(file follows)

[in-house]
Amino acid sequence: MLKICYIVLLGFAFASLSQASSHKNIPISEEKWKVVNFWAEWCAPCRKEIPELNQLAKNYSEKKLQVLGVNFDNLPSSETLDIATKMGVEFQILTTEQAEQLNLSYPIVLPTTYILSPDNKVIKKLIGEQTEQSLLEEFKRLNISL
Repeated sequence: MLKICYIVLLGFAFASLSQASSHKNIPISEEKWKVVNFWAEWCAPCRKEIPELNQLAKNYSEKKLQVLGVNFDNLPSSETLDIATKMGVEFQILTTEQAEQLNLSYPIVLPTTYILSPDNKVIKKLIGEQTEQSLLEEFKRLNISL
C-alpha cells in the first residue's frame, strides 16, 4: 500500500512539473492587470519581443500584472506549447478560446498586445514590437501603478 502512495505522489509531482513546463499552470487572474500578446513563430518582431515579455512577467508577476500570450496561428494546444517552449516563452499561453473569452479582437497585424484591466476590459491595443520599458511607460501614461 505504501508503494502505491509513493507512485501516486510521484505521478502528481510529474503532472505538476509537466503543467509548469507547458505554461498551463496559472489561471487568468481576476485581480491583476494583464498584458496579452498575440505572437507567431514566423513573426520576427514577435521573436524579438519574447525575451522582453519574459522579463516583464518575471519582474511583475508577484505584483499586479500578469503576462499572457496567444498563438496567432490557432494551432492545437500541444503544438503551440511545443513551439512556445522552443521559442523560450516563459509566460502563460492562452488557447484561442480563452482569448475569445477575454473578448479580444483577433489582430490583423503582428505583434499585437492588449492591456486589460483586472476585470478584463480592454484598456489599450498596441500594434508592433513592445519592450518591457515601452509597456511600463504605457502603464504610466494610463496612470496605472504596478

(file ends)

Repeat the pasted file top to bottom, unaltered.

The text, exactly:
[in-house]
Amino acid sequence: MLKICYIVLLGFAFASLSQASSHKNIPISEEKWKVVNFWAEWCAPCRKEIPELNQLAKNYSEKKLQVLGVNFDNLPSSETLDIATKMGVEFQILTTEQAEQLNLSYPIVLPTTYILSPDNKVIKKLIGEQTEQSLLEEFKRLNISL
Repeated sequence: MLKICYIVLLGFAFASLSQASSHKNIPISEEKWKVVNFWAEWCAPCRKEIPELNQLAKNYSEKKLQVLGVNFDNLPSSETLDIATKMGVEFQILTTEQAEQLNLSYPIVLPTTYILSPDNKVIKKLIGEQTEQSLLEEFKRLNISL
C-alpha cells in the first residue's frame, strides 16, 4: 500500500512539473492587470519581443500584472506549447478560446498586445514590437501603478 502512495505522489509531482513546463499552470487572474500578446513563430518582431515579455512577467508577476500570450496561428494546444517552449516563452499561453473569452479582437497585424484591466476590459491595443520599458511607460501614461 505504501508503494502505491509513493507512485501516486510521484505521478502528481510529474503532472505538476509537466503543467509548469507547458505554461498551463496559472489561471487568468481576476485581480491583476494583464498584458496579452498575440505572437507567431514566423513573426520576427514577435521573436524579438519574447525575451522582453519574459522579463516583464518575471519582474511583475508577484505584483499586479500578469503576462499572457496567444498563438496567432490557432494551432492545437500541444503544438503551440511545443513551439512556445522552443521559442523560450516563459509566460502563460492562452488557447484561442480563452482569448475569445477575454473578448479580444483577433489582430490583423503582428505583434499585437492588449492591456486589460483586472476585470478584463480592454484598456489599450498596441500594434508592433513592445519592450518591457515601452509597456511600463504605457502603464504610466494610463496612470496605472504596478